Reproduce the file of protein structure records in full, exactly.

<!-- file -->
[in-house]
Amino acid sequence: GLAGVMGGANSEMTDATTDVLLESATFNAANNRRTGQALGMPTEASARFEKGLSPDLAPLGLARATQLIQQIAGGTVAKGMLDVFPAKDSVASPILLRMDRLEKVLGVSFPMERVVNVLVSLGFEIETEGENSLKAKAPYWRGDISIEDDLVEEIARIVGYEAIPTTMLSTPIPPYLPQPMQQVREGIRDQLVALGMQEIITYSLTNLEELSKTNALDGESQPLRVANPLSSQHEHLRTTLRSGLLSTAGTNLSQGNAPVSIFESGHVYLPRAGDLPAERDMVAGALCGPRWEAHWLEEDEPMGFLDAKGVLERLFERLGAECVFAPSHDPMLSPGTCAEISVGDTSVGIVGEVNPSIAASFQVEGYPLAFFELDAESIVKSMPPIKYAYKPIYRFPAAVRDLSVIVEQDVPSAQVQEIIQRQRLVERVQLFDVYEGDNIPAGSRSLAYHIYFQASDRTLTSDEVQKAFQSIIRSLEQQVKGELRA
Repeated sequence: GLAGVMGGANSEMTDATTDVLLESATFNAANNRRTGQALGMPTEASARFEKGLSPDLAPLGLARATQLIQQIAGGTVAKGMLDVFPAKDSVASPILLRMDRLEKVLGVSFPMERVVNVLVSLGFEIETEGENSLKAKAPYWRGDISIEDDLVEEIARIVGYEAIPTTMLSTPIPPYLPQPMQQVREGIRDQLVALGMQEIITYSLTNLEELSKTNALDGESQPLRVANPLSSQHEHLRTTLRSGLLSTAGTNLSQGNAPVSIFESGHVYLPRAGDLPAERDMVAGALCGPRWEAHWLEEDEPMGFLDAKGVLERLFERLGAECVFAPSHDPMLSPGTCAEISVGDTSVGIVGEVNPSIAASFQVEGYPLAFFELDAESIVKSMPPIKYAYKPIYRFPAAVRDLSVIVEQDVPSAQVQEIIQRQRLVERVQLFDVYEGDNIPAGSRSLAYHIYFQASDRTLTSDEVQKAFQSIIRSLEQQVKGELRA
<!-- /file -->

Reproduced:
[in-house]
Amino acid sequence: GLAGVMGGANSEMTDATTDVLLESATFNAANNRRTGQALGMPTEASARFEKGLSPDLAPLGLARATQLIQQIAGGTVAKGMLDVFPAKDSVASPILLRMDRLEKVLGVSFPMERVVNVLVSLGFEIETEGENSLKAKAPYWRGDISIEDDLVEEIARIVGYEAIPTTMLSTPIPPYLPQPMQQVREGIRDQLVALGMQEIITYSLTNLEELSKTNALDGESQPLRVANPLSSQHEHLRTTLRSGLLSTAGTNLSQGNAPVSIFESGHVYLPRAGDLPAERDMVAGALCGPRWEAHWLEEDEPMGFLDAKGVLERLFERLGAECVFAPSHDPMLSPGTCAEISVGDTSVGIVGEVNPSIAASFQVEGYPLAFFELDAESIVKSMPPIKYAYKPIYRFPAAVRDLSVIVEQDVPSAQVQEIIQRQRLVERVQLFDVYEGDNIPAGSRSLAYHIYFQASDRTLTSDEVQKAFQSIIRSLEQQVKGELRA
Repeated sequence: GLAGVMGGANSEMTDATTDVLLESATFNAANNRRTGQALGMPTEASARFEKGLSPDLAPLGLARATQLIQQIAGGTVAKGMLDVFPAKDSVASPILLRMDRLEKVLGVSFPMERVVNVLVSLGFEIETEGENSLKAKAPYWRGDISIEDDLVEEIARIVGYEAIPTTMLSTPIPPYLPQPMQQVREGIRDQLVALGMQEIITYSLTNLEELSKTNALDGESQPLRVANPLSSQHEHLRTTLRSGLLSTAGTNLSQGNAPVSIFESGHVYLPRAGDLPAERDMVAGALCGPRWEAHWLEEDEPMGFLDAKGVLERLFERLGAECVFAPSHDPMLSPGTCAEISVGDTSVGIVGEVNPSIAASFQVEGYPLAFFELDAESIVKSMPPIKYAYKPIYRFPAAVRDLSVIVEQDVPSAQVQEIIQRQRLVERVQLFDVYEGDNIPAGSRSLAYHIYFQASDRTLTSDEVQKAFQSIIRSLEQQVKGELRA